Mental capacity KSS 5
Last updated: 15 February 2021
This page sets out the knowledge and skills listed under point 5 (mental capacity) in the Department for Health and Social Care’s knowledge and skills statement. Against this, we have mapped Community Care Inform Adults’ guides, research, learning tools and other resources to help social workers meet and evidence this part of the statement. The links to the resources are in blue; click to follow them to the page you’re interested in.
|What the statement says||Resources to help you|
|• Social workers must have a thorough knowledge and understanding of the Mental Capacity Act (MCA) and Code of Practice and be able to apply these in practice. They should always begin from the presumption that individuals have capacity to make the decision in question.
• Social workers should understand how to make a capacity assessment, the decision and time specific nature of capacity and hence the need to reassess capacity appropriately. They should know when and how to refer to a best interests assessor.
• Social workers must understand their responsibilities for people who are assessed as lacking capacity at a particular time and must ensure that they are supported to be involved in decisions about themselves and their care as far as is possible. Where they are unable to be involved in the decision-making process decisions should be taken in their best interests following consultation with all appropriate parties, including families and carers.
• Social workers must seek to ensure that an individual’s care plan is the least restrictive possible to achieve the intended outcomes.
• Social workers have a key leadership role in modelling to other professionals the proper application of the MCA. Key to this is the understanding that the MCA exists to empower those who lack capacity as much as it exists to protect them. Social workers must model and lead a change of approach, away from that where the default setting is “safety first”, towards a person-centred culture where individual choice is encouraged and where the right of all individuals to express their own lifestyle choices is recognised and valued. In working with those where there is no concern over capacity, social workers should take all practicable steps to empower people to make their own decisions, recognising that people are experts in their own lives and working alongside them to identify person-centred solutions to risk and harm, recognising the individual’s right to make “unwise” decisions.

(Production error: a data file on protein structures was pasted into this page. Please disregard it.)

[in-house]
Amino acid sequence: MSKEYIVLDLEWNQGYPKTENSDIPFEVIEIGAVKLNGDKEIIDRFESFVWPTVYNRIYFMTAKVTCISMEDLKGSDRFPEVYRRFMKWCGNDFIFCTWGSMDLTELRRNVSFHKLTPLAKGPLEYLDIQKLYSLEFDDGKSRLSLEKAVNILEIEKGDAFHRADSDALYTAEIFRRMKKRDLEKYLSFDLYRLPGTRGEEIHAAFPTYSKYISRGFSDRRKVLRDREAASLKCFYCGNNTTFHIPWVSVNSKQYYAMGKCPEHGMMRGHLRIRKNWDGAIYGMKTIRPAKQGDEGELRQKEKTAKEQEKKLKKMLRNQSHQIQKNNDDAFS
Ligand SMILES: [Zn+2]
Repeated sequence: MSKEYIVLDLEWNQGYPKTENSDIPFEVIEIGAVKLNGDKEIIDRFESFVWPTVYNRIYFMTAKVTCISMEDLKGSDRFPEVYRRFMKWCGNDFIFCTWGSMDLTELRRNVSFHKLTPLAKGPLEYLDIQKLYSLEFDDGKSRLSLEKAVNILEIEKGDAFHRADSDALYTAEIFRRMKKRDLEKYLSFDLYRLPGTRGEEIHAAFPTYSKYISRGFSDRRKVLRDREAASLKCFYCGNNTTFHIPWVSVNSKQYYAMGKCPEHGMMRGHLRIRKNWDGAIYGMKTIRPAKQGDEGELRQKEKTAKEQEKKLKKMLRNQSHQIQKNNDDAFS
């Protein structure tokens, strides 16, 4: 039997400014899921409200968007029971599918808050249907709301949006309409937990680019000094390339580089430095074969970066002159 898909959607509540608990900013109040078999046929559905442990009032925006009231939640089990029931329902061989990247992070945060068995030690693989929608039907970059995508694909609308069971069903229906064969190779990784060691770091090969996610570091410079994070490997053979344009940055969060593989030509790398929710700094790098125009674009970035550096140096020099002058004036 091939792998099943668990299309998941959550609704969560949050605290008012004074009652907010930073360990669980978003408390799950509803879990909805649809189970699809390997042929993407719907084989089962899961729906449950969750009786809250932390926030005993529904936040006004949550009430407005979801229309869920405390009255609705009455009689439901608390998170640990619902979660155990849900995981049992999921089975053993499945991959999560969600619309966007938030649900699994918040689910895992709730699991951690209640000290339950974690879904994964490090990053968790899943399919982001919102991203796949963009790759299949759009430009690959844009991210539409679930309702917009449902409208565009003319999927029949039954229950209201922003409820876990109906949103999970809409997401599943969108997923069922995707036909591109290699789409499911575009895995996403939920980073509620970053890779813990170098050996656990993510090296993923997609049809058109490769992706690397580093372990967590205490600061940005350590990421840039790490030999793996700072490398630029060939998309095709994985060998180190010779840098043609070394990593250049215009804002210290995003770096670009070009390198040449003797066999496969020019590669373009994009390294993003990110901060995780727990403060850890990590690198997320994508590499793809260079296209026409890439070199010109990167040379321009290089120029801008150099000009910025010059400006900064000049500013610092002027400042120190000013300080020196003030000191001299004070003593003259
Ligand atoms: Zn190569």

|The mental capacity, deprivation of liberty and best interests knowledge and practice hub covers assessing capacity and making best interests decisions, and guidance on how to do so in relation to cases involving sexual relations, marriage and contraception, birth and terminations, safeguarding, contact, residence and serious medical treatment.
Section-by-section guide to the Mental Capacity Act 2005 covers what each section of the act means for your role, referencing relevant regulations and the code of practice.
Case law and the process of assessing capacity includes advice on how to start from the presumption of capacity, tips on preparing for an assessment, and advice on distinguishing the fine line between unwise and incapacitous decisions.
Case study: a practical analysis of a mental capacity assessment contains an example of a good mental capacity assessment and how to reflect on your practice.
Assessing mental capacity and making best interests decisions provides an understanding of the presumption of capacity, practicable steps you can take to support someone to make a decision, and how to make use of the best interests checklist.
Case law in relation to making best interests decisions covers the importance of including the individual’s wishes and feelings when making a best interests decision, and how to use the best interests checklist and the balance-sheet approach to help you arrive at the right decision.
Fluctuating capacity and the law: quick guide highlights the difficulties associated with fluctuating capacity, and the related codes of practice and case law.
Assessing capacity to make residence decisions sets out the relevant and irrelevant information when it comes to capacity to make residence decisions, and how to ensure that someone’s capacity to make residence decisions and capacity to make care and treatment decisions aren’t assessed in “silos”.
The interface between the Mental Health Act 1983 and the Mental Capacity Act 2005 outlines the key differences between the two pieces of legislation, and how to decide which regime to follow in a hospital or community setting when admission and care or treatment might lead to a deprivation of liberty.
Section-by-section guide to the Mental Health Act 1983 covers what each section of the act means for your role, referencing relevant regulations and the code of practice.
Adults with learning disabilities and intimate relationships summarises the relationship characteristics that are specific to adults with learning disabilities and what the law says about sex and relationships for this client group.
The case law knowledge and practice hub contains expert-written case law digests that set out the implications for your practice to ensure your legal literacy and knowledge is comprehensive and up to date.